Last week we had an opportunity to test our PAKABO at an Elementary School in Štore, Slovenia. Participants were 14 children (9 boys and 5 girls) from a kindergarten group aged 4-5 years as well as two teachers. In Slovenia, children go to school when they are 5 years old, somehow a year later in comparison to England and Wales, or even two years later if we also take into the account the Reception year in England and Wales.
Most of the children in the test had good graphomotor skills, good pencil grip, while some had a slight tendency to rotate paper when drawing lines. Children had some limited knowledge of hand writing and maths, because the Slovenian curriculum for this age includes only graphomotor skills and not letter formation. Only one child was left handed.
The session started at 10:00 and finished at 11:45, just in time for the children to go out before the lunch. At the start of the session teachers briefly introduced two researchers and explained what children are going to be doing today.
The work went very smoothly, with the minimal intervention from the teachers and researchers. Children would turn rounds between playing apps on the PAKABO controller and trace sheet activities. There was no problem with the transition between digital games and trace sheet activities. All children would accept that they need to take turns.
Children played in turns on the PAKABO controller and iPad, each child played for about 10 minutes. PAKABO sets and iPad worked without any technical issues for the whole time of the session. Children were very independent with the iPads and PAKABOs, switching between 3 apps and between levels in the apps. All of children had some previous ICT knowledge and they were confident to control the volume of the sound, changing apps and levels. Children often shared their iPad screens with other children, discussing which game is better. Towards the end of the testing session, when most of children finished their work, some of the boys came to the table with PAKABOs and commented about the gaming style.
Each child completed at least 3 tracing sheets. Children completed work sheet with numbers quickly. Most of the children had good pencil grip. One child formed the number by starting it at the bottom.
Working sheets with bands proved most popular. Some girls managed to complete four of them, while the boys liked mainly the truck and balloon. Children were good with handling the scissors and glue.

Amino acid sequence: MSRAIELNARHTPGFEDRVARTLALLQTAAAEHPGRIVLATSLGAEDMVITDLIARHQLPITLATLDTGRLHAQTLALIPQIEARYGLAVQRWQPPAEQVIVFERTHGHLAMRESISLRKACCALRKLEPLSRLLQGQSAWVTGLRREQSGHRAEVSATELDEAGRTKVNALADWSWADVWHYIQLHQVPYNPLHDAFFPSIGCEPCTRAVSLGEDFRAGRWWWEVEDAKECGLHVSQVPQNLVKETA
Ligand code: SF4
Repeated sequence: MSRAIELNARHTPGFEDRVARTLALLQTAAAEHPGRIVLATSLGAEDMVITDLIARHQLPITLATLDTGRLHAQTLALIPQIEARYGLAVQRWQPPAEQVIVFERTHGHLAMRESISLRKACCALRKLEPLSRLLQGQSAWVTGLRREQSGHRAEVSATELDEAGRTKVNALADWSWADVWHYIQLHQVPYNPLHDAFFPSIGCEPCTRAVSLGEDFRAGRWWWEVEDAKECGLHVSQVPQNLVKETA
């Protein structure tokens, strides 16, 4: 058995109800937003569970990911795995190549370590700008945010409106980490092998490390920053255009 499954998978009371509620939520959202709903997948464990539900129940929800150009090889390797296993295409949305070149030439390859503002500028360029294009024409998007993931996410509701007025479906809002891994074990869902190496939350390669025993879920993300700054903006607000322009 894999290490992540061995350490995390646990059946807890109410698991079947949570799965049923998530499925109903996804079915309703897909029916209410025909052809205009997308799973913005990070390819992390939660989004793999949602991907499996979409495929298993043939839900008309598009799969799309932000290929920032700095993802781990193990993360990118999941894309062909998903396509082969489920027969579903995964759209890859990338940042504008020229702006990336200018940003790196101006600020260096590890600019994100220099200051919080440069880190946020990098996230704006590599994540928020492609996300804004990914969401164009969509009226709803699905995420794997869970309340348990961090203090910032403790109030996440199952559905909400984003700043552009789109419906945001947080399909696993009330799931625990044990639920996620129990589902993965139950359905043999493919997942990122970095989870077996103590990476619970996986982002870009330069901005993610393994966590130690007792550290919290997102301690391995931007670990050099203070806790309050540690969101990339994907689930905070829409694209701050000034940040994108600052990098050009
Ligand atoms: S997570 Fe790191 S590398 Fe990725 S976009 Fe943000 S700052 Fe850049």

Teachers’ feedback was very positive. They liked the connection between characters in the digital games and trace sheets. They found very positive the way how screen time is managed by offering pen and paper activities. They also liked the look and feel of the PAKABO controller. The kindergarten in this school tends to buy wooden toys and learning material.
Most of the children had a better posture when playing PAKABO set with an iPad, than when using a pen and paper based activities. While the feet were not fully flat on the floor at both instances, when playing PAKABO set, we noticed that the neck and shoulders were more relaxed and the back was straighter than when using pen and paper.
We are happy how the test went. However there are still some user issues and we also find some ideas how to improve the experience. The lesson went smoothly, with the minimal intervention from the teachers and researchers. Children at this stage like playing digital games and were very quick to learn basic ICT skills, if they have not acquired them before at home. The test showed that the lesson can be controlled by a single teacher. Trace sheets provide enough material for 90 minutes work and at the same time are also interesting enough to offer children a good off screen alternative. Teachers’ feedback was very positive. They liked the connection between the characters in the digital games and trace sheets. They found very positive the way how screen time is managed by offering pen and paper activities.
We would like to thank to the headmaster, children, parents and teachers of OŠ Štore for the visit.